Friday, March 23, 2012

We're now two years into a world without my grandmother which, you know, is still something I think about all the time. Sometimes it feels almost as though I'm trying to talk her back into being, and maybe I am.

Last week my friend Rick was reflecting on the year that has happened since a close friend passed away, and later he compares this past year with thinking of a friend who was lost long ago. He said, "My friend Valerie passed away 16 years ago now, and I still think of her all the time. The memorial date of the anniversary, I find, takes on less meaning as the years go by. The memories and love just come to you at random times, when you’re doing this or that. And, of course, when you are with close mutual friends. Some years I even miss the anniversary of Val’s passing. I don’t even notice it until a week or two later. But what I’ve learned is that your love, and your memories for them, don’t die, they don’t fade. And perhaps that’s best. I dont’ want to remember her death, I want to remember her life. And so I shall, through the years."

It was this that reminded me of my own impending anniversary. In some ways it's line the lines have blurred--each day without north on my compass is just that every time. We talk a lot about grief, especially lately, since the tides of loss have been sweeping the feet out from under so many people around me. The thing I find myself talking about the most is the luck of it all, which blurs all the lines too; the luck of having known such a person isn't made any less a miracle just because they're no longer here. Henry James wrote a letter to a friend about grief, and it in he said, "We all live together, and those of us who love and know, live so most. We help each other—even unconsciously, each in our own effort, we lighten the effort of others, we contribute to the sum of success, make it possible for others to live." The gift of grief is that we have the chance to pass this love back and forth, across time and space, disregarding all the lines.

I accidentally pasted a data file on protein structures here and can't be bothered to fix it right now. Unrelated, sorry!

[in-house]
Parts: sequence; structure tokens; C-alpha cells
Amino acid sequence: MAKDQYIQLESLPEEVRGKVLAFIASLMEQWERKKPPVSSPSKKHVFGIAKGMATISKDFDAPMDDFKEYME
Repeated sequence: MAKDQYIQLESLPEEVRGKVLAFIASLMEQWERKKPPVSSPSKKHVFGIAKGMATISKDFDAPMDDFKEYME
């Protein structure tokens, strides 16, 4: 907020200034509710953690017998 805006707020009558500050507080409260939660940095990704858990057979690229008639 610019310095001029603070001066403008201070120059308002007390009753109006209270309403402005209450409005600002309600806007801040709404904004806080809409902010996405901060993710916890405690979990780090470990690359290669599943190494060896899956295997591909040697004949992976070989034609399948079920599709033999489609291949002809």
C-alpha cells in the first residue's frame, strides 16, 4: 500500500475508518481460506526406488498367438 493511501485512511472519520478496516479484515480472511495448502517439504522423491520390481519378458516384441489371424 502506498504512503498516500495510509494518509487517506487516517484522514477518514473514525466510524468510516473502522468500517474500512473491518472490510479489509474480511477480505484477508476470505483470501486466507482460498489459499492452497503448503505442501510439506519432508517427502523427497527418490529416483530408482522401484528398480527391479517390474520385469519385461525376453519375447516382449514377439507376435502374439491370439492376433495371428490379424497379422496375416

Many years later Steinbeck wrote to his son about love, telling him, "Nothing good gets away." I have been finding that this only grows more true as time goes on.

1 comment:

Anonymous said...

I am new to your blog. My heart is touched by your writing. This piece expresses so much of what I feel about my losses...but was unable to find the words. Thank You.